One Field With Multiple Values

One mistake relating to database design that is common enough to have several chapters about how to fix it in the book "SQL Antipatterns" is the handling of fields that are allowed to have more than one value at the same time. It appears that there are at least a couple of different ways that people try to handle this situation.

One way people try to handle this is using a single field to store a comma separated list of the values. Using this method means that as long as the field is big enough to hold all the values there is no limit on the number of values that the field can have. The problem with this way of storing the data though is that you make it just about impossible to reference soecific values in the field in your database queries with any query ending up very complex and inefficient.

Another way that people try to handle this problem is to create multiple instance of the field in the one record of the database. This too is not very efficient since you will have numm values where the record has fewer values than you have allowed fields, no way to handle when there are more values than the number of allowed fields, and the database queries while not as complicated as with a comma separated list will still need to test each and every one of the fields for each value you are looking for.

The thing is that the only time that the first of these options is appropriate is when you will never need to do any queries on the field and where the use that is to be made of the field once it is retrieved from the database requires a comma separated list. In that instance you can then look on the comma separated list as the one value that the field contains.

The second of these is more useful in that it is a reasonable solution where each of the fields actually has a separate independent meaning. You may have three or four separate name fields in your record but each name is actually used for something completely separate such as a 'created by' name, 'last modified by' name, 'requested by' name, and perhaps 'completed by' name. Here too while it may look at first glance as if we have a fiend that can contain up to four values it is actually four separate fields since swapping the values between the fields changes their meaning.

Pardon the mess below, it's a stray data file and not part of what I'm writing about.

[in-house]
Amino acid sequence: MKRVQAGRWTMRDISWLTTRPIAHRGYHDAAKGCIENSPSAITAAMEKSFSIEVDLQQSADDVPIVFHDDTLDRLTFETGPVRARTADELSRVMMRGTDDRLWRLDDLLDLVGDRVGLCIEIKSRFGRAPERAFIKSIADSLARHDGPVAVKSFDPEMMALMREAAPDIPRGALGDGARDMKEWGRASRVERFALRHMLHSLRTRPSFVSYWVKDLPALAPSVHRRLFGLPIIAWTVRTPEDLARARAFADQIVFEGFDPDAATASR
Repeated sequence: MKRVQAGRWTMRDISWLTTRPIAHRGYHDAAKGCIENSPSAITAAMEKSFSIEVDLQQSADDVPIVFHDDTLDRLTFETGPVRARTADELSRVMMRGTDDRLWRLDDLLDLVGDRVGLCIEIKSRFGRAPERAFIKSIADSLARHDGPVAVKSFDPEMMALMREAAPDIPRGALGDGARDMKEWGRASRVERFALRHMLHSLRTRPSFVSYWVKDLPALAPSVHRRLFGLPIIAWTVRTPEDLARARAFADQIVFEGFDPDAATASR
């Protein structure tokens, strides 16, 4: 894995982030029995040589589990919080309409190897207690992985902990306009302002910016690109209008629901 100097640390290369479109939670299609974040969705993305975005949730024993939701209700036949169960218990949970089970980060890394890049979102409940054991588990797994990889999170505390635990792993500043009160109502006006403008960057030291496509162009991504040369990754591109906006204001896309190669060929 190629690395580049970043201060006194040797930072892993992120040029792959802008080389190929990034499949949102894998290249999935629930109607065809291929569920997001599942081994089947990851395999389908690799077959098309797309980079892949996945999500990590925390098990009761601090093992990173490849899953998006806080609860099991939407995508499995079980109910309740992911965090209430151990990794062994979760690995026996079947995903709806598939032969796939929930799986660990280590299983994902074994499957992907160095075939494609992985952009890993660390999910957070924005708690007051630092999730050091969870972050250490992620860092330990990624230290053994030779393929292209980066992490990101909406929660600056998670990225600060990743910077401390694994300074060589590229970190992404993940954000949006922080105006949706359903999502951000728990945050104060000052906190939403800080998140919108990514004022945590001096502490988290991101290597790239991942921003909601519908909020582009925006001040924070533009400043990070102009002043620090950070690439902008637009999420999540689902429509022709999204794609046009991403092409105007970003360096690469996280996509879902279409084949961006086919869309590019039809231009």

So in both cases the only time you ought to use that particular construct is where you only really have one value per field after all, just in the first case that one value just happens to be a comma separated list and in the second case there are a number of similar fields which can at first glance be misinterpreted as one field with multiple values.

Of course no one who knows even the first thing about database design will ever make either of those mistakes. The only time such a situation will occur is where the person doesn't know how to design a database properly in the first place. The very first step in designing a database after identifying all the fields it needs to contain is called normalisation and is a method of working out just which fields belong together in the one table and what fields belong in separate tables. As a minimum each database should have its logical design worked out to at least third normal form before you even start to think about whether that is an appropriate physical design.

One of the steps that you follow in getting the database into third normal form is to remove repeating groups into their own separate table having a many to one relationship back to the original table. Doing this effectively removes all of the fields that need to contain more than one value and replaces them with multiple records in a separate table where each of therecords there holds one of the values that the field needs to have.

By setting up a dependent table likwe this you can have anywhere from zero upwards without limit values for the field all attached to the one field (just as separate records in that second table). This means that there is no artificial limit imposed by the size of the field or the number of fields supplied and if one record needs 5000 values while all the others need only one or two your design can handle that record in exactly the same way it handles all the rest.

Also with storing the values in a separate dependent table you make the queires on the data much simpler since a simple join between the tables provides you with access to all of the possible values for the field using the one common field reference.

Given that following the most basic of database design steps to first normalise the data gives you the best solution for the situation where one field needs to contain multiple values, I don't see how so many people can end up using either of the usually much poorer ways of handling the situation since if they were following the appropriate steps in designing their database then it would require a deliberate decision in going from the logical to the physical design to undo that particular normalisation. Since you'd only do that when the benefits of doing so increase the efficiency of the database code and in almost all cases that change would dramatically decrease efficiency, the only possible reason for those constructs to occur so often is that the people creating them no absolutely nothing about database design.


This article written by Stephen Chapman, Felgall Pty Ltd.

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